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Obama: No to 'IS' caliphate

August 9, 2014

US President Barack Obama has pledged to prevent Islamist militants from creating a caliphate in Syria and Iraq. At the same time, though, he ruled out sending US combat troops back into Iraq.

F/A-18 Super Hornet US-Kampfjet USA Irak Islamischer Staat Symbolbild Angriff
Image: picture-alliance/dpa

Speaking in his weekly radio address on Saturday, Obama said the US air force would continue to strike the Islamist militant group that has dubbed itself the "Islamic State" (IS) "if necessary."

He reiterated a pledge to protect American citizens serving in Iraq, and said the US would continue to do what it could do to help thousands of members of Iraq's Yazidi religious minority, who have become trapped atop Sinjar mountain without food or water after having fled from advancing IS militants into the city of Sinjar a week ago.

"The thousands - perhaps tens of thousands - of Iraqi men, women and children who fled to that mountain were starving and dying of thirst. The food and water we airdropped will help them survive," Obama said. "I've also approved targeted American airstrikes to help Iraqi forces break the siege and rescue these families.

The US air force launched its first airstrikes against IS forces on Friday, after Obama announced that he had authorized them. Friday also saw the US air force begin the airdrops of food and water that Obama referred to.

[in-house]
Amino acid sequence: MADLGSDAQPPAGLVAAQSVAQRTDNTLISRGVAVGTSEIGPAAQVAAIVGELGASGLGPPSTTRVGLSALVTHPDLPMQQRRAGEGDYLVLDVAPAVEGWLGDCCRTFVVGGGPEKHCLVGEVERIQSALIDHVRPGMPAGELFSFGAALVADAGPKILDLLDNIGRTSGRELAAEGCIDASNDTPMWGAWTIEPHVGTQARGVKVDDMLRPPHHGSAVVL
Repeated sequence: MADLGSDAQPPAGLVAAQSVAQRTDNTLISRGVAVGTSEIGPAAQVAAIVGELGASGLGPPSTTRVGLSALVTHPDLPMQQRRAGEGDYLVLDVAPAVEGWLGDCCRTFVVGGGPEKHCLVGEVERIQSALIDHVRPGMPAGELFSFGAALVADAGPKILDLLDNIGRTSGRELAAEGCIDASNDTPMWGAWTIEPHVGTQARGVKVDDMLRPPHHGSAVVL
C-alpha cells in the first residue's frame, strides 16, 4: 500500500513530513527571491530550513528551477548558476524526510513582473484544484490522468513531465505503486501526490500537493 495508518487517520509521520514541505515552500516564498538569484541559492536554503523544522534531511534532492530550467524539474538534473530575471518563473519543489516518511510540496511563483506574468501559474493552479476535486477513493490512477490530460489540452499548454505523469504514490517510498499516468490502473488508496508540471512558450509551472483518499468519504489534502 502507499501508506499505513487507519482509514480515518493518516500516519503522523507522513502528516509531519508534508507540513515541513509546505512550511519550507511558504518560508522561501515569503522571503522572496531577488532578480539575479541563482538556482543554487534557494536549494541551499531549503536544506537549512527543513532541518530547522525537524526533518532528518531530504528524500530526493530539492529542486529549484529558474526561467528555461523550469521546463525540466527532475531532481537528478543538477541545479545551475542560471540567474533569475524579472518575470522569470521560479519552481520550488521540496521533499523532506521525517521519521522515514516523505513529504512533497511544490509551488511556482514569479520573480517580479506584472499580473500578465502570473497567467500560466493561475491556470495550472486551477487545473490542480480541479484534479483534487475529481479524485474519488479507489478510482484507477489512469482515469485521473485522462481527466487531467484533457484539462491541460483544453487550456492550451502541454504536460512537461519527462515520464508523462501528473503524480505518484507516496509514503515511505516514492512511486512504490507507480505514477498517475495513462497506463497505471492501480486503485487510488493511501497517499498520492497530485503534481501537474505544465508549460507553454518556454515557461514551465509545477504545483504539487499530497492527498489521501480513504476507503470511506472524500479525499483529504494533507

Though he stressed that as US commander-in-chief he would not order American ground forces to return to Iraq to fight IS militants, he also expressed the determination not to allow them to achieve their goal of creating a caliphate state on Iraqi and Syrian territory.

"We'll help prevent these terrorists from having a permanent safe haven from which to attack America," Obama said.

IS militants advance

IS fighters have claimed a large chunk of Iraqi territory in recent weeks, most notably the country's second-most populous city, Mosul. Over the past week, IS started moving north, toward Iraq's partially autonomous Kurdish territory, which borders Turkey.

In total, the United Nations estimates that more than half a million people have been displaced by the IS advance, many of them fleeing into Iraq's northern-most Dahuk province, in Kurdish territory.

In the western German city of Bielefeld, meanwhile, organizers aid they hoped that a major demonstration of the country's Yazidi population would draw a turnout of around 10,000 people on Saturday.

pfd/mkg (AFP, dpa, Reuters)

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